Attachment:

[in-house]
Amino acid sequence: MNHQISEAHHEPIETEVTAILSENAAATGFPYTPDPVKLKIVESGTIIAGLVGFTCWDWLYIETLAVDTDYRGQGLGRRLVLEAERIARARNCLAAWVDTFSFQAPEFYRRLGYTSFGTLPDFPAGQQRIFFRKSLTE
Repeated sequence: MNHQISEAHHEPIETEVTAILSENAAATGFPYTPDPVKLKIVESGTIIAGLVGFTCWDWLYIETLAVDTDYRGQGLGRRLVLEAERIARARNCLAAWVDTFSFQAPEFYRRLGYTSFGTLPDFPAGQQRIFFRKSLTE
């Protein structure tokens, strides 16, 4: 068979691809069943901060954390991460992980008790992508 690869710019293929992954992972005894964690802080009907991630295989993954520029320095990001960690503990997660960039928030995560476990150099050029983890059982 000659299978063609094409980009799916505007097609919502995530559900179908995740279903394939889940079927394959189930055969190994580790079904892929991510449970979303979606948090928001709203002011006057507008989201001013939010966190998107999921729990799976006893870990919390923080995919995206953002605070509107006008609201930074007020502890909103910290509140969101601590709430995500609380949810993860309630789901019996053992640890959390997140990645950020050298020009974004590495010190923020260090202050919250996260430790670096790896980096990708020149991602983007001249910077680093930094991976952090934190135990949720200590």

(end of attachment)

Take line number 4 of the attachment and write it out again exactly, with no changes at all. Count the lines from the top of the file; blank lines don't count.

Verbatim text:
């Protein structure tokens, strides 16, 4: 068979691809069943901060954390991460992980008790992508 690869710019293929992954992972005894964690802080009907991630295989993954520029320095990001960690503990997660960039928030995560476990150099050029983890059982 000659299978063609094409980009799916505007097609919502995530559900179908995740279903394939889940079927394959189930055969190994580790079904892929991510449970979303979606948090928001709203002011006057507008989201001013939010966190998107999921729990799976006893870990919390923080995919995206953002605070509107006008609201930074007020502890909103910290509140969101601590709430995500609380949810993860309630789901019996053992640890959390997140990645950020050298020009974004590495010190923020260090202050919250996260430790670096790896980096990708020149991602983007001249910077680093930094991976952090934190135990949720200590």